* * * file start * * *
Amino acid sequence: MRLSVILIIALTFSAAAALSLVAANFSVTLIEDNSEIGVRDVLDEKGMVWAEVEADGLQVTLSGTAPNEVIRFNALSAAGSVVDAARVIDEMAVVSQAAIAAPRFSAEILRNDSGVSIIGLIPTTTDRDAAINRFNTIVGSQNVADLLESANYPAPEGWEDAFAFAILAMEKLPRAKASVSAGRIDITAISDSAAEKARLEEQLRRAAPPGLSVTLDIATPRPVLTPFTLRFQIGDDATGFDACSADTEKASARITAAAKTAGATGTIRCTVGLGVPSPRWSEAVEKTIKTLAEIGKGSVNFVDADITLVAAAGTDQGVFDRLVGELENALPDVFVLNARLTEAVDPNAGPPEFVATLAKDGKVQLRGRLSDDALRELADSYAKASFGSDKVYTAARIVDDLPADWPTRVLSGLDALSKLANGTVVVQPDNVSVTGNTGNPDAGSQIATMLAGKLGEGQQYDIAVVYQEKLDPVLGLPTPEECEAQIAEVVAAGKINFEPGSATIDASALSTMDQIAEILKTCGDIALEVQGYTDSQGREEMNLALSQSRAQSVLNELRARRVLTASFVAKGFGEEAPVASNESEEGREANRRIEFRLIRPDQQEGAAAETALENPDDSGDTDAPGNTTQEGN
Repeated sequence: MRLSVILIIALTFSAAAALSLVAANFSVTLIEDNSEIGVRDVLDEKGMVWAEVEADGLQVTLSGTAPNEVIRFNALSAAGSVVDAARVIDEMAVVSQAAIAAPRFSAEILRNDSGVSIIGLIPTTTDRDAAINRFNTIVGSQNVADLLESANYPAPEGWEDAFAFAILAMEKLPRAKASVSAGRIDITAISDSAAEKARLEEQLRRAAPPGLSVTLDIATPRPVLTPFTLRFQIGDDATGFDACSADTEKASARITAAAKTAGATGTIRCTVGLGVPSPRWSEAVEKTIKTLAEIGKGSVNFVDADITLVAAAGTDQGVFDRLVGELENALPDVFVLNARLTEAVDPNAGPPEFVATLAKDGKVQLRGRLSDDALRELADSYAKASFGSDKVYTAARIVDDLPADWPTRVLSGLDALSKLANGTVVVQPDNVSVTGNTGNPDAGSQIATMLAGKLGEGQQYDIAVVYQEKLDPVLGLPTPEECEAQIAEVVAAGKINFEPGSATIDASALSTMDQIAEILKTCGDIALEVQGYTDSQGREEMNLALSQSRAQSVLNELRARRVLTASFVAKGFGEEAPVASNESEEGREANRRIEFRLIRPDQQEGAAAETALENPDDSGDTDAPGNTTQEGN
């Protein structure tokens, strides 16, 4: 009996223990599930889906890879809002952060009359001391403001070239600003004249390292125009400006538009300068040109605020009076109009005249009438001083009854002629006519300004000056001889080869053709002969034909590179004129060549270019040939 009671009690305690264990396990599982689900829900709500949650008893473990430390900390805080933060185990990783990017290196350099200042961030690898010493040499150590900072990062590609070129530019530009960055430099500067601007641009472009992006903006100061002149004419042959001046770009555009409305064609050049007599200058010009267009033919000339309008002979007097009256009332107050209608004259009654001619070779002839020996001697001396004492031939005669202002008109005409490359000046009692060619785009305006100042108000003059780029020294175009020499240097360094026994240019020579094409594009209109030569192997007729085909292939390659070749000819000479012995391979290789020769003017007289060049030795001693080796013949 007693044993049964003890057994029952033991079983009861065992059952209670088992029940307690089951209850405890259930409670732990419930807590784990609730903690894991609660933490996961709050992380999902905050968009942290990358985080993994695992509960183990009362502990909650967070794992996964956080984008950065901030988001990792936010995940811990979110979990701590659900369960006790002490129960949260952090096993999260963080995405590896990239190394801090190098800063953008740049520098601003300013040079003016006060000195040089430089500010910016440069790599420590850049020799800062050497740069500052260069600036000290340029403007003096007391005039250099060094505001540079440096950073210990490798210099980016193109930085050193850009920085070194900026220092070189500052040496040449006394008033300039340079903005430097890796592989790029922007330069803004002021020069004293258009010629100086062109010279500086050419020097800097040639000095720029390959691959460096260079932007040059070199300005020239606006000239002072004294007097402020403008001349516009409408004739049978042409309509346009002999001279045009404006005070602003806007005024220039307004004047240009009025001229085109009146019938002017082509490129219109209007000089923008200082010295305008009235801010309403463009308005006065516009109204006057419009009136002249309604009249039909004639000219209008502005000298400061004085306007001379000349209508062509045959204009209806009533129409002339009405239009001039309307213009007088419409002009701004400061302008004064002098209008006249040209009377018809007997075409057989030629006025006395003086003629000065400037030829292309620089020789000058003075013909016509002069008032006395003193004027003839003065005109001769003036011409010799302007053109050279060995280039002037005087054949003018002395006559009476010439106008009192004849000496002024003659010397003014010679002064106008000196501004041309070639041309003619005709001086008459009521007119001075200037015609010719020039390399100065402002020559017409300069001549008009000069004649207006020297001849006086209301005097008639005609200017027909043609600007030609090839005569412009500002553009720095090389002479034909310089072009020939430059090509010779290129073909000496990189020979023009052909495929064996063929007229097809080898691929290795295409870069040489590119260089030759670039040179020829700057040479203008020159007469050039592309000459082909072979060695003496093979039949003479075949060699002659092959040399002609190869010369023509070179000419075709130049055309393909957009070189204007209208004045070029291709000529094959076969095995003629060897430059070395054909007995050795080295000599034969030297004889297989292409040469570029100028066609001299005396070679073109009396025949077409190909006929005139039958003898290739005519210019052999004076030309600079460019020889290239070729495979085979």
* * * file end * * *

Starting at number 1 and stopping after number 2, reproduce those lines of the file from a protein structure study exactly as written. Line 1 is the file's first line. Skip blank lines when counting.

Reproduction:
Amino acid sequence: MRLSVILIIALTFSAAAALSLVAANFSVTLIEDNSEIGVRDVLDEKGMVWAEVEADGLQVTLSGTAPNEVIRFNALSAAGSVVDAARVIDEMAVVSQAAIAAPRFSAEILRNDSGVSIIGLIPTTTDRDAAINRFNTIVGSQNVADLLESANYPAPEGWEDAFAFAILAMEKLPRAKASVSAGRIDITAISDSAAEKARLEEQLRRAAPPGLSVTLDIATPRPVLTPFTLRFQIGDDATGFDACSADTEKASARITAAAKTAGATGTIRCTVGLGVPSPRWSEAVEKTIKTLAEIGKGSVNFVDADITLVAAAGTDQGVFDRLVGELENALPDVFVLNARLTEAVDPNAGPPEFVATLAKDGKVQLRGRLSDDALRELADSYAKASFGSDKVYTAARIVDDLPADWPTRVLSGLDALSKLANGTVVVQPDNVSVTGNTGNPDAGSQIATMLAGKLGEGQQYDIAVVYQEKLDPVLGLPTPEECEAQIAEVVAAGKINFEPGSATIDASALSTMDQIAEILKTCGDIALEVQGYTDSQGREEMNLALSQSRAQSVLNELRARRVLTASFVAKGFGEEAPVASNESEEGREANRRIEFRLIRPDQQEGAAAETALENPDDSGDTDAPGNTTQEGN
Repeated sequence: MRLSVILIIALTFSAAAALSLVAANFSVTLIEDNSEIGVRDVLDEKGMVWAEVEADGLQVTLSGTAPNEVIRFNALSAAGSVVDAARVIDEMAVVSQAAIAAPRFSAEILRNDSGVSIIGLIPTTTDRDAAINRFNTIVGSQNVADLLESANYPAPEGWEDAFAFAILAMEKLPRAKASVSAGRIDITAISDSAAEKARLEEQLRRAAPPGLSVTLDIATPRPVLTPFTLRFQIGDDATGFDACSADTEKASARITAAAKTAGATGTIRCTVGLGVPSPRWSEAVEKTIKTLAEIGKGSVNFVDADITLVAAAGTDQGVFDRLVGELENALPDVFVLNARLTEAVDPNAGPPEFVATLAKDGKVQLRGRLSDDALRELADSYAKASFGSDKVYTAARIVDDLPADWPTRVLSGLDALSKLANGTVVVQPDNVSVTGNTGNPDAGSQIATMLAGKLGEGQQYDIAVVYQEKLDPVLGLPTPEECEAQIAEVVAAGKINFEPGSATIDASALSTMDQIAEILKTCGDIALEVQGYTDSQGREEMNLALSQSRAQSVLNELRARRVLTASFVAKGFGEEAPVASNESEEGREANRRIEFRLIRPDQQEGAAAETALENPDDSGDTDAPGNTTQEGN